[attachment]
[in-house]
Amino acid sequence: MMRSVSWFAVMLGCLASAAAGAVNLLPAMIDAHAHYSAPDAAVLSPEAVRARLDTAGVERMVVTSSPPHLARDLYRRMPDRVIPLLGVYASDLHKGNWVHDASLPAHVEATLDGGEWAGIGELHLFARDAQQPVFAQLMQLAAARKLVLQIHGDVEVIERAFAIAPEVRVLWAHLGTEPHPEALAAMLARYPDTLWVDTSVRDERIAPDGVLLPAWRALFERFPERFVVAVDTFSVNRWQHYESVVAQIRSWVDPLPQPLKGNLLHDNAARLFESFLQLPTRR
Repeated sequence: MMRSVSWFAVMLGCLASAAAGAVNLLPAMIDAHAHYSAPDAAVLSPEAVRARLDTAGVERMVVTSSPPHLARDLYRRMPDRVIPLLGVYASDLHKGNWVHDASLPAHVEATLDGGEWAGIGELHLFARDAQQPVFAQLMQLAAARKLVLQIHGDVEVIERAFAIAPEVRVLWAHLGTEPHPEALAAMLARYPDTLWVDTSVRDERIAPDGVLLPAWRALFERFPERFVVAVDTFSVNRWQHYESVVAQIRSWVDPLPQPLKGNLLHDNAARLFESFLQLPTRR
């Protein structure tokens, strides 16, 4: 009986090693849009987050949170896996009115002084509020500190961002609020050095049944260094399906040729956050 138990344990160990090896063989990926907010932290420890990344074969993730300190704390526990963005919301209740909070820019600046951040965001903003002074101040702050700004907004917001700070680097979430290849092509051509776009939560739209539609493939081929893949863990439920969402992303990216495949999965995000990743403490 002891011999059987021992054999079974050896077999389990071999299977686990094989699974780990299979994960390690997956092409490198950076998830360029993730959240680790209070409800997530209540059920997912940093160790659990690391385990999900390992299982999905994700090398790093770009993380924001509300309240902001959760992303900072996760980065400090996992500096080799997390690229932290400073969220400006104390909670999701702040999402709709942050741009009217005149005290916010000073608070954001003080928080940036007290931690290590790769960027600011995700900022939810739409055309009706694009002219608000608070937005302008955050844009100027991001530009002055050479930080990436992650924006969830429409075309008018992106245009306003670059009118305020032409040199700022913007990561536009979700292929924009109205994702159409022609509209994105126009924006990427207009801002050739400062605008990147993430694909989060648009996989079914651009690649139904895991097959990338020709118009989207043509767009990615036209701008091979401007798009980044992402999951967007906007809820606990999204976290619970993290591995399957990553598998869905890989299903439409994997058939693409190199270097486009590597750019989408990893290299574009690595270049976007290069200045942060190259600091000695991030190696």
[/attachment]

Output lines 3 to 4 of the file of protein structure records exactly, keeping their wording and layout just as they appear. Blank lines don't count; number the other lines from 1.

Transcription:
Repeated sequence: MMRSVSWFAVMLGCLASAAAGAVNLLPAMIDAHAHYSAPDAAVLSPEAVRARLDTAGVERMVVTSSPPHLARDLYRRMPDRVIPLLGVYASDLHKGNWVHDASLPAHVEATLDGGEWAGIGELHLFARDAQQPVFAQLMQLAAARKLVLQIHGDVEVIERAFAIAPEVRVLWAHLGTEPHPEALAAMLARYPDTLWVDTSVRDERIAPDGVLLPAWRALFERFPERFVVAVDTFSVNRWQHYESVVAQIRSWVDPLPQPLKGNLLHDNAARLFESFLQLPTRR
């Protein structure tokens, strides 16, 4: 009986090693849009987050949170896996009115002084509020500190961002609020050095049944260094399906040729956050 138990344990160990090896063989990926907010932290420890990344074969993730300190704390526990963005919301209740909070820019600046951040965001903003002074101040702050700004907004917001700070680097979430290849092509051509776009939560739209539609493939081929893949863990439920969402992303990216495949999965995000990743403490 002891011999059987021992054999079974050896077999389990071999299977686990094989699974780990299979994960390690997956092409490198950076998830360029993730959240680790209070409800997530209540059920997912940093160790659990690391385990999900390992299982999905994700090398790093770009993380924001509300309240902001959760992303900072996760980065400090996992500096080799997390690229932290400073969220400006104390909670999701702040999402709709942050741009009217005149005290916010000073608070954001003080928080940036007290931690290590790769960027600011995700900022939810739409055309009706694009002219608000608070937005302008955050844009100027991001530009002055050479930080990436992650924006969830429409075309008018992106245009306003670059009118305020032409040199700022913007990561536009979700292929924009109205994702159409022609509209994105126009924006990427207009801002050739400062605008990147993430694909989060648009996989079914651009690649139904895991097959990338020709118009989207043509767009990615036209701008091979401007798009980044992402999951967007906007809820606990999204976290619970993290591995399957990553598998869905890989299903439409994997058939693409190199270097486009590597750019989408990893290299574009690595270049976007290069200045942060190259600091000695991030190696």